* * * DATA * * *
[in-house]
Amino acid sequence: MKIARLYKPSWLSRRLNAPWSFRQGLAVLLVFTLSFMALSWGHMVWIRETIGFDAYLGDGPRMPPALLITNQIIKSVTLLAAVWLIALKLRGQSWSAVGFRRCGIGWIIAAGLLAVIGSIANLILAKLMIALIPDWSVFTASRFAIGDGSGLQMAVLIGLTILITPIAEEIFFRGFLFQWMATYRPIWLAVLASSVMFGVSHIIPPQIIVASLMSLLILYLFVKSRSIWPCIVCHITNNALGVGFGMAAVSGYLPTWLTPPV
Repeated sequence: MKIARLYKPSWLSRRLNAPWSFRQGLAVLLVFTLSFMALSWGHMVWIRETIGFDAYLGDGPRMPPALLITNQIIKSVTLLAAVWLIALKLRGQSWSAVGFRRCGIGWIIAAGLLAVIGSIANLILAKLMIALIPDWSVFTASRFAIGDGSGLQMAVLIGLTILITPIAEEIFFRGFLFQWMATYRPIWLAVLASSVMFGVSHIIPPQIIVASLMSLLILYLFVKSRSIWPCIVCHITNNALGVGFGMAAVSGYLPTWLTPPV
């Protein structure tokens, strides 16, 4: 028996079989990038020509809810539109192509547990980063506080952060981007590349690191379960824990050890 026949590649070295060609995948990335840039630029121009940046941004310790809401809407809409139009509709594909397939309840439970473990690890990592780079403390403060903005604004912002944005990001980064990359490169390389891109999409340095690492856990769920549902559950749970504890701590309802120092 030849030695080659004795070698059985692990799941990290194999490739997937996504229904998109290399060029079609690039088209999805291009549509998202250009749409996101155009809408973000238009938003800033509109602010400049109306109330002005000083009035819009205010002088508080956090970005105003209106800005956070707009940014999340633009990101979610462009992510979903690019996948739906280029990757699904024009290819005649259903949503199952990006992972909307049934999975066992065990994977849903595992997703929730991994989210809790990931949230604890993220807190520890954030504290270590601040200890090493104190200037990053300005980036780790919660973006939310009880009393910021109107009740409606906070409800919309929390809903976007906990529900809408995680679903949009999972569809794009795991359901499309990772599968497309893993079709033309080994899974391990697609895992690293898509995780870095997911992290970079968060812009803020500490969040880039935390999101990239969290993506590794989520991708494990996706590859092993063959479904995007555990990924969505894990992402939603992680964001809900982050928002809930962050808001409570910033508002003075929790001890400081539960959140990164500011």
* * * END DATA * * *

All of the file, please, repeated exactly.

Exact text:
[in-house]
Amino acid sequence: MKIARLYKPSWLSRRLNAPWSFRQGLAVLLVFTLSFMALSWGHMVWIRETIGFDAYLGDGPRMPPALLITNQIIKSVTLLAAVWLIALKLRGQSWSAVGFRRCGIGWIIAAGLLAVIGSIANLILAKLMIALIPDWSVFTASRFAIGDGSGLQMAVLIGLTILITPIAEEIFFRGFLFQWMATYRPIWLAVLASSVMFGVSHIIPPQIIVASLMSLLILYLFVKSRSIWPCIVCHITNNALGVGFGMAAVSGYLPTWLTPPV
Repeated sequence: MKIARLYKPSWLSRRLNAPWSFRQGLAVLLVFTLSFMALSWGHMVWIRETIGFDAYLGDGPRMPPALLITNQIIKSVTLLAAVWLIALKLRGQSWSAVGFRRCGIGWIIAAGLLAVIGSIANLILAKLMIALIPDWSVFTASRFAIGDGSGLQMAVLIGLTILITPIAEEIFFRGFLFQWMATYRPIWLAVLASSVMFGVSHIIPPQIIVASLMSLLILYLFVKSRSIWPCIVCHITNNALGVGFGMAAVSGYLPTWLTPPV
């Protein structure tokens, strides 16, 4: 028996079989990038020509809810539109192509547990980063506080952060981007590349690191379960824990050890 026949590649070295060609995948990335840039630029121009940046941004310790809401809407809409139009509709594909397939309840439970473990690890990592780079403390403060903005604004912002944005990001980064990359490169390389891109999409340095690492856990769920549902559950749970504890701590309802120092 030849030695080659004795070698059985692990799941990290194999490739997937996504229904998109290399060029079609690039088209999805291009549509998202250009749409996101155009809408973000238009938003800033509109602010400049109306109330002005000083009035819009205010002088508080956090970005105003209106800005956070707009940014999340633009990101979610462009992510979903690019996948739906280029990757699904024009290819005649259903949503199952990006992972909307049934999975066992065990994977849903595992997703929730991994989210809790990931949230604890993220807190520890954030504290270590601040200890090493104190200037990053300005980036780790919660973006939310009880009393910021109107009740409606906070409800919309929390809903976007906990529900809408995680679903949009999972569809794009795991359901499309990772599968497309893993079709033309080994899974391990697609895992690293898509995780870095997911992290970079968060812009803020500490969040880039935390999101990239969290993506590794989520991708494990996706590859092993063959479904995007555990990924969505894990992402939603992680964001809900982050928002809930962050808001409570910033508002003075929790001890400081539960959140990164500011």